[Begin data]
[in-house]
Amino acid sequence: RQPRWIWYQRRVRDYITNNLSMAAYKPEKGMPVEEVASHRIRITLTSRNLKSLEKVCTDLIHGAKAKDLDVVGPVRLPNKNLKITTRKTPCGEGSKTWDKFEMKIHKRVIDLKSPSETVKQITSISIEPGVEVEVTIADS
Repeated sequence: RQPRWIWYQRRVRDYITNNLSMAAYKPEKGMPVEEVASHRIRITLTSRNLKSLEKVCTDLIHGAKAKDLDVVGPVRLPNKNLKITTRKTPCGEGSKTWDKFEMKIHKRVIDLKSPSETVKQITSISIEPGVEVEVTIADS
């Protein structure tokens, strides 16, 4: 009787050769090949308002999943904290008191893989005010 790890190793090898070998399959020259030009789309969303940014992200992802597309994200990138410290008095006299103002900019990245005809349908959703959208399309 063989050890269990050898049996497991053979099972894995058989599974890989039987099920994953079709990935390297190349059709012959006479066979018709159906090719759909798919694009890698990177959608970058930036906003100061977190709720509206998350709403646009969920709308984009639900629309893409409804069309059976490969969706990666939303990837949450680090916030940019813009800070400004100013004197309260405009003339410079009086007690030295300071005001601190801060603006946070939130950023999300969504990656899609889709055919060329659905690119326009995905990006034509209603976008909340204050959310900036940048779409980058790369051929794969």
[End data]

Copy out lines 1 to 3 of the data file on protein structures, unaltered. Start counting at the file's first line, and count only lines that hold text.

[in-house]
Amino acid sequence: RQPRWIWYQRRVRDYITNNLSMAAYKPEKGMPVEEVASHRIRITLTSRNLKSLEKVCTDLIHGAKAKDLDVVGPVRLPNKNLKITTRKTPCGEGSKTWDKFEMKIHKRVIDLKSPSETVKQITSISIEPGVEVEVTIADS
Repeated sequence: RQPRWIWYQRRVRDYITNNLSMAAYKPEKGMPVEEVASHRIRITLTSRNLKSLEKVCTDLIHGAKAKDLDVVGPVRLPNKNLKITTRKTPCGEGSKTWDKFEMKIHKRVIDLKSPSETVKQITSISIEPGVEVEVTIADS